Exercise is an extremely important element in overall health, and, according to the American College of Sports Medicine (ACSM), can benefit both mother and baby in a normal, healthy pregnancy. Physicians have given the OK to a moderate, already established exercise routine for pregnant women, but advise that any new regimen should be discussed with a primary care provider.
While many types of exercise may be beneficial to your health, only a few can increase bone strength. Researchers at Washington University recently studied the effects of both resistance (weight training) and impact training (aerobic exercise, running) on 27 non-active women. Both styles of training put pressure on the skeletal framework, thus provoking a rise in calcium absorption. One group performed only resistance training while the other did only impact training. After nine months, both groups increased bone density by 2 percent.
Don’t believe anyone who professes you’re too old to build muscle mass or that men develop strength faster than women. A University of Maryland research team recently focused on both age and gender in relation to strength change from training and detraining, or non-activity, in 41 individuals. According to the study published in Medicine & Science in Sports & Exercise, younger subjects (ages 20–30) demonstrated only a slightly greater increase in strength than their elder counterparts (ages 65–75) after nine weeks of training.
The University of Arizona’s Program in Integrative Medicine recently received a $2 million loan from its medical school in an effort to remain open. The program was suffering from a $1 million debt and was in fear of being closed. Founded by integrative guru Dr. Andrew Weil, the clinic was one of the first to combine traditional Western medicine with a complementary course, which considers mind-body-spirit, to form a unifying approach to healing.
According to a study presented at a meeting of the American Society of Hypertension, a low-salt, low-fat diet, combined with high amounts of fruits and vegetables, is as effective as taking medication prescribed to lower hypertension. The study focused on more than 400 individuals who had either hypertension or normal to high blood pressure (above 120/80). A portion of participants were asked to maintain their regular diet, while others were asked to partake of the medically prescribed diet. Those who ate the special diet lowered their blood pressure.
A recent study presented at the annual meeting of the American Society for Microbiology determined ginseng may benefit the lungs of patients who suffer from cystic fibrosis. Mice whose lungs were infected with the bacteria aeroguinosa were treated with either ginseng or a placebo for the duration of one week. The lungs of those given the herb cleared more quickly. Subsequently, those given ginseng also lived longer.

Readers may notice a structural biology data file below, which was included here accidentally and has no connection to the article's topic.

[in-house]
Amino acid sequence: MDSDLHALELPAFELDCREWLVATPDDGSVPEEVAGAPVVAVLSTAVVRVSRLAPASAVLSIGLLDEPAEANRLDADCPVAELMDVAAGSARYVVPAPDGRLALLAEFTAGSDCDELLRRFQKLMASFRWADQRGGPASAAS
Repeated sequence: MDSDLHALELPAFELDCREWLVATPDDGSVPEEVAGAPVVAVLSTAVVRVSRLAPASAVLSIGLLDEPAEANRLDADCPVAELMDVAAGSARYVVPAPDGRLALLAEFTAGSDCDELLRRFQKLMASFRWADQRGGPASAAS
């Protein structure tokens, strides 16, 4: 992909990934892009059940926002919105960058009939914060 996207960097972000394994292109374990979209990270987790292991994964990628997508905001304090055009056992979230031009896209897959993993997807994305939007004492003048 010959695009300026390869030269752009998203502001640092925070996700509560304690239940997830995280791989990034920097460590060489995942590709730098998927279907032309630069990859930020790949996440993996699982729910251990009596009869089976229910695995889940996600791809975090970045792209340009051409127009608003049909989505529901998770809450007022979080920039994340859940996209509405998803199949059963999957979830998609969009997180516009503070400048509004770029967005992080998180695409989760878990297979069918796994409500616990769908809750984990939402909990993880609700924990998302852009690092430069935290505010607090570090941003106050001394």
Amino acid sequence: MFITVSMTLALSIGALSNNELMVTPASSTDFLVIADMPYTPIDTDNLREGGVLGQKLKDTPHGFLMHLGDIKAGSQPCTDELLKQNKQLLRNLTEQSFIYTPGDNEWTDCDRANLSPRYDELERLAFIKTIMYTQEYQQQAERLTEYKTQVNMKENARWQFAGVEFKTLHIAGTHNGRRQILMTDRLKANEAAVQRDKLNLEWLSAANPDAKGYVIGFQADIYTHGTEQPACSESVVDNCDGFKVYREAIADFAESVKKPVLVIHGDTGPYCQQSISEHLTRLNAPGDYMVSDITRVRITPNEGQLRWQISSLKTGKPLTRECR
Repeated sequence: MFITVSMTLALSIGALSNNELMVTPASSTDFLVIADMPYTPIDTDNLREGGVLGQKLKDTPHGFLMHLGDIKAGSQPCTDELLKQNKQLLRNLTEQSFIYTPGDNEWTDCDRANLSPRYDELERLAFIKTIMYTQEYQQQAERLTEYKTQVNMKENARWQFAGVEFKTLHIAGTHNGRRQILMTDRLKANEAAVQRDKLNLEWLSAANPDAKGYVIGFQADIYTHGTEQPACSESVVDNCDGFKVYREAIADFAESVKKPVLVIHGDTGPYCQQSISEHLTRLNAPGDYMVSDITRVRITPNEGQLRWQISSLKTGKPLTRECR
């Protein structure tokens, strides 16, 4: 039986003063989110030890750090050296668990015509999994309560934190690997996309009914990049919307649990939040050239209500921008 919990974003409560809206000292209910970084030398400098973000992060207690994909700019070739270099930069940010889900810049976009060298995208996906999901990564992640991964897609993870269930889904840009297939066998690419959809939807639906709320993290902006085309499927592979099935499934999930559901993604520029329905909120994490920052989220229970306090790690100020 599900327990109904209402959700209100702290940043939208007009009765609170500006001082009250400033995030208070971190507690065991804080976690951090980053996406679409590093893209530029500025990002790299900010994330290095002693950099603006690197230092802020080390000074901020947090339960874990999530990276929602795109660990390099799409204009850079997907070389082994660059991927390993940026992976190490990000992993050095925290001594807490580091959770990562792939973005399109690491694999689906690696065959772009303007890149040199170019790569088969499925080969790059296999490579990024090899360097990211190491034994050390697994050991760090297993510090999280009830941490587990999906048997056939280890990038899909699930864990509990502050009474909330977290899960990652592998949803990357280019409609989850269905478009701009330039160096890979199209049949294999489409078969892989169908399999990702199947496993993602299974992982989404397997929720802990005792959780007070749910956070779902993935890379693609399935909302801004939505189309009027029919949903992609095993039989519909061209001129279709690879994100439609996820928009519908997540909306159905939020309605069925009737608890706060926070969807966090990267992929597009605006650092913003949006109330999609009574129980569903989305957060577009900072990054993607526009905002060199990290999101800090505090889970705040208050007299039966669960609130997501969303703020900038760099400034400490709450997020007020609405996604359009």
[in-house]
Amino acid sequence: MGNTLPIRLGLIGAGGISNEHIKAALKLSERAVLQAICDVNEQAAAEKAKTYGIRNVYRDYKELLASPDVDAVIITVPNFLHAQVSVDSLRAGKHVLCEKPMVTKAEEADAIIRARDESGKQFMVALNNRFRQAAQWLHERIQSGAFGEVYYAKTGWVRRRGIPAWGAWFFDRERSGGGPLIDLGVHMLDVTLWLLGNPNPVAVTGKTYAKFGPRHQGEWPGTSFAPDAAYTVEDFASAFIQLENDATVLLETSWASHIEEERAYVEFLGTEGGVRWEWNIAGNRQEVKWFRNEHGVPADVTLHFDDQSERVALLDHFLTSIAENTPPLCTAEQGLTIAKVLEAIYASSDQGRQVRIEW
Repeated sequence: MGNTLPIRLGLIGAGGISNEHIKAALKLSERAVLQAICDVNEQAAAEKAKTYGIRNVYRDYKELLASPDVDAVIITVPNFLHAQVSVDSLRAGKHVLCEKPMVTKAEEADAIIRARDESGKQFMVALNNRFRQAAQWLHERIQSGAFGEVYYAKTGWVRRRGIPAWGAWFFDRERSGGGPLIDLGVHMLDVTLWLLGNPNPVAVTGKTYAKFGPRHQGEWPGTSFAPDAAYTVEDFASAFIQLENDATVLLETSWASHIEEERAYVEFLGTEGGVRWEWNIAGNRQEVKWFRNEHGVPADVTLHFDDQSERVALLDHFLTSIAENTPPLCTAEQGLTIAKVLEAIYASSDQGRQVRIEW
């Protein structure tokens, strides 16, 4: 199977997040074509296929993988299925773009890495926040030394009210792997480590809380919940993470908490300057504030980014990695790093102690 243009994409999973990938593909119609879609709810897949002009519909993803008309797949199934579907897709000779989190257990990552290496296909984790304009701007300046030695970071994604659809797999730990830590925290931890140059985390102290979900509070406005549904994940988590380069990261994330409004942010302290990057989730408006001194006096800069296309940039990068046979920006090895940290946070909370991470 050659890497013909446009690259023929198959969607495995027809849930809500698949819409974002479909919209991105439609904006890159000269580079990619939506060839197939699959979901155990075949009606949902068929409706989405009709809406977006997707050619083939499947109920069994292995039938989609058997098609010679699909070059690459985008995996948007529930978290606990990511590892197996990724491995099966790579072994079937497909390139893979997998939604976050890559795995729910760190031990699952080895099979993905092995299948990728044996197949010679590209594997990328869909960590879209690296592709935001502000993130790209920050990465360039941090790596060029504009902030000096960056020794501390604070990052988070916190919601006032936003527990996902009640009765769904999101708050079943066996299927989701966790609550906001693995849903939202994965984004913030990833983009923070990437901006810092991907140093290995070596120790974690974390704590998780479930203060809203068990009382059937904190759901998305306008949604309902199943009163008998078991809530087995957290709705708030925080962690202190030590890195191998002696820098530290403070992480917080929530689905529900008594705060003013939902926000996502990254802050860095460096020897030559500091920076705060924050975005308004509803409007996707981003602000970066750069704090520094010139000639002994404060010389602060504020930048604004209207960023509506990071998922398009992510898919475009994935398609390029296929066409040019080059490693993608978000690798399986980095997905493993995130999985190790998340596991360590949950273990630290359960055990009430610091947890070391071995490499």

According to Mary Ellen Camire, associate professor of food science and human nutrition at the University of Maine, Orono, eating dried blueberries can relieve diarrhea. Apparently, certain compounds found in blueberries, like tannin, stop the proliferation of bacteria associated with diarrhea. It is important to remember, however, only dried blueberries can alleviate diarrhea; blueberries that are either fresh or frozen may actually compound the situation.
Adding salt to already existing wounds (literally), the House, the Senate and President Bush all voted in March to repeal former-President Clinton’s ergonomic regulations that specifically addressed repetitive stress injury and debilitating ergonomic injuries (e.g., carpal tunnel syndrome) affecting nearly 1 million Americans. Former-President Clinton’s ergonomic standard, issued in November 2000, would have protected as many as 500,000 work-related injuries per year and would have covered more than 100 million workers.
A new study conducted at the University of Alabama at Birmingham found the brain has the ability to heal itself after a serious stroke (cortical reorganization). Published in Stroke: Journal of the American Heart Association, the study reveals the brain’s plasticity with regards to a debilitating attack which often results in damaged and/or malfunctioning limbs. Researchers studied 13 stroke survivors for 2–3 weeks and invoked rehabilitation therapy. The therapy (constraint-induced movement) requires the patient to not use the unaffected, or “good,” limb by restraining it.
Researchers from the University of Mississippi Medical Center found some alternative therapies can assuage sufferers of migraine headaches. Of the remedies tested (biofeedback training, hypnosis, stress-management therapy and relaxation training), the most effective proved to be an integration of behavioral treatments with drug therapies. These therapies consist of both clinic-based and home-based interventions. The latter approach teaches patients how to develop self-help skills at home.